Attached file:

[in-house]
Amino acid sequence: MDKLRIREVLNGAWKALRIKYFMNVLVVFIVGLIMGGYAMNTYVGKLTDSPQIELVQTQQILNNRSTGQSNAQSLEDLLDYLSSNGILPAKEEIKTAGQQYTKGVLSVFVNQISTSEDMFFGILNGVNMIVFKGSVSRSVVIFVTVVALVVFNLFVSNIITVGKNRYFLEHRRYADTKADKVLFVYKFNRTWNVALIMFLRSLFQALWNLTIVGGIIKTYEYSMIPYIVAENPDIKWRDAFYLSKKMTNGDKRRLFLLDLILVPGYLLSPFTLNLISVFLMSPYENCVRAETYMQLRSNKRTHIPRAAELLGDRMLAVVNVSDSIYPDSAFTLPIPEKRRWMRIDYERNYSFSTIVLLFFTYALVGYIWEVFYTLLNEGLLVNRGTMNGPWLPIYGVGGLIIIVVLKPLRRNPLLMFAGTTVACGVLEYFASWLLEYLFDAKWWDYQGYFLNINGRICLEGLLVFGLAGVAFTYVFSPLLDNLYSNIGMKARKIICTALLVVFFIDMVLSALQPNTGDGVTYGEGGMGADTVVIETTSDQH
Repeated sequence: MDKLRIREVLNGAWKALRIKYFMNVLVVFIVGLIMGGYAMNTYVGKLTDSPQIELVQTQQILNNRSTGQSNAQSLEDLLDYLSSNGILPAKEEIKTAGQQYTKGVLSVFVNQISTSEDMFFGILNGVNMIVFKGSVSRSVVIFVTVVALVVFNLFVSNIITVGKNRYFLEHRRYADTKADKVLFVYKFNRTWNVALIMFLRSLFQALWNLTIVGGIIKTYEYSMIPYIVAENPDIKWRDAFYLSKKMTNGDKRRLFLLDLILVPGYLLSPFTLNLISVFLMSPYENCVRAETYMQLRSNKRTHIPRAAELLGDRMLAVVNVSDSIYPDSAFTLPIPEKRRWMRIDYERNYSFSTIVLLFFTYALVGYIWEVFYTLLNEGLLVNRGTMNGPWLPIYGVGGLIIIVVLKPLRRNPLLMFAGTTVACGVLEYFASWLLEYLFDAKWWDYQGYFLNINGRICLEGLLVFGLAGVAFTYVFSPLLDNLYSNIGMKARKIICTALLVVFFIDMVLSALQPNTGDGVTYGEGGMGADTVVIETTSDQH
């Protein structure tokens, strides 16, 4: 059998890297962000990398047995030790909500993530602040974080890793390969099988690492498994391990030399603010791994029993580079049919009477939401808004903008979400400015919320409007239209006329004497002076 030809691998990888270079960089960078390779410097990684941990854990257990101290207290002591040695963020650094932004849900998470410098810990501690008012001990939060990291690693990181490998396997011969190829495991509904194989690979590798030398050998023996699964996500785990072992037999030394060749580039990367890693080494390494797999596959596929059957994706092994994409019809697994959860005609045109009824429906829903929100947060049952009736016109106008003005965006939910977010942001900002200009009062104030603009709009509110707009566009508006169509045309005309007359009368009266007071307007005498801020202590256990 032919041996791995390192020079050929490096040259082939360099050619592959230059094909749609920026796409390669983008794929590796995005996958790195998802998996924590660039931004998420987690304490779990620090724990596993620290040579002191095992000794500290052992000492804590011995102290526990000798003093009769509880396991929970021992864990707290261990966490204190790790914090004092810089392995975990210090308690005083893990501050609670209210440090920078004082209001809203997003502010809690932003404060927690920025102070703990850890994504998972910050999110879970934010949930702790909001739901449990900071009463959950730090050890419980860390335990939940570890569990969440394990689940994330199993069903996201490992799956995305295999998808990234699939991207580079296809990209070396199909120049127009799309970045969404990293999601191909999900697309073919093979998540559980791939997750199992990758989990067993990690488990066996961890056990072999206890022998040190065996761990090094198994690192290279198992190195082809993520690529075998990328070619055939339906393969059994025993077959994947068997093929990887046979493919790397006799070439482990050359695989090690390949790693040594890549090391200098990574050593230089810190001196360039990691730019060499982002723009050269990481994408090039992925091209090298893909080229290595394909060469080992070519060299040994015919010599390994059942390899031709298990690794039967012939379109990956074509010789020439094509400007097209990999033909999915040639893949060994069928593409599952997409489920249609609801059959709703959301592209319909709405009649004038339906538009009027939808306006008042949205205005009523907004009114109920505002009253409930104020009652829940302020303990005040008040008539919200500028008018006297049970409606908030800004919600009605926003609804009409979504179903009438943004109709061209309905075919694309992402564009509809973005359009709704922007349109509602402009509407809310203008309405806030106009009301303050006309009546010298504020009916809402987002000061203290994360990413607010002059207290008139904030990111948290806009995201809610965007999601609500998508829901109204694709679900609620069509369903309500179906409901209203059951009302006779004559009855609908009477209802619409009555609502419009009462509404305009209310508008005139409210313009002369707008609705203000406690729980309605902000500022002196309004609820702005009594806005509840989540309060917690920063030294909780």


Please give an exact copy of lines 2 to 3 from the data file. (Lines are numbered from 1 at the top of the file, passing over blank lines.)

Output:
Amino acid sequence: MDKLRIREVLNGAWKALRIKYFMNVLVVFIVGLIMGGYAMNTYVGKLTDSPQIELVQTQQILNNRSTGQSNAQSLEDLLDYLSSNGILPAKEEIKTAGQQYTKGVLSVFVNQISTSEDMFFGILNGVNMIVFKGSVSRSVVIFVTVVALVVFNLFVSNIITVGKNRYFLEHRRYADTKADKVLFVYKFNRTWNVALIMFLRSLFQALWNLTIVGGIIKTYEYSMIPYIVAENPDIKWRDAFYLSKKMTNGDKRRLFLLDLILVPGYLLSPFTLNLISVFLMSPYENCVRAETYMQLRSNKRTHIPRAAELLGDRMLAVVNVSDSIYPDSAFTLPIPEKRRWMRIDYERNYSFSTIVLLFFTYALVGYIWEVFYTLLNEGLLVNRGTMNGPWLPIYGVGGLIIIVVLKPLRRNPLLMFAGTTVACGVLEYFASWLLEYLFDAKWWDYQGYFLNINGRICLEGLLVFGLAGVAFTYVFSPLLDNLYSNIGMKARKIICTALLVVFFIDMVLSALQPNTGDGVTYGEGGMGADTVVIETTSDQH
Repeated sequence: MDKLRIREVLNGAWKALRIKYFMNVLVVFIVGLIMGGYAMNTYVGKLTDSPQIELVQTQQILNNRSTGQSNAQSLEDLLDYLSSNGILPAKEEIKTAGQQYTKGVLSVFVNQISTSEDMFFGILNGVNMIVFKGSVSRSVVIFVTVVALVVFNLFVSNIITVGKNRYFLEHRRYADTKADKVLFVYKFNRTWNVALIMFLRSLFQALWNLTIVGGIIKTYEYSMIPYIVAENPDIKWRDAFYLSKKMTNGDKRRLFLLDLILVPGYLLSPFTLNLISVFLMSPYENCVRAETYMQLRSNKRTHIPRAAELLGDRMLAVVNVSDSIYPDSAFTLPIPEKRRWMRIDYERNYSFSTIVLLFFTYALVGYIWEVFYTLLNEGLLVNRGTMNGPWLPIYGVGGLIIIVVLKPLRRNPLLMFAGTTVACGVLEYFASWLLEYLFDAKWWDYQGYFLNINGRICLEGLLVFGLAGVAFTYVFSPLLDNLYSNIGMKARKIICTALLVVFFIDMVLSALQPNTGDGVTYGEGGMGADTVVIETTSDQH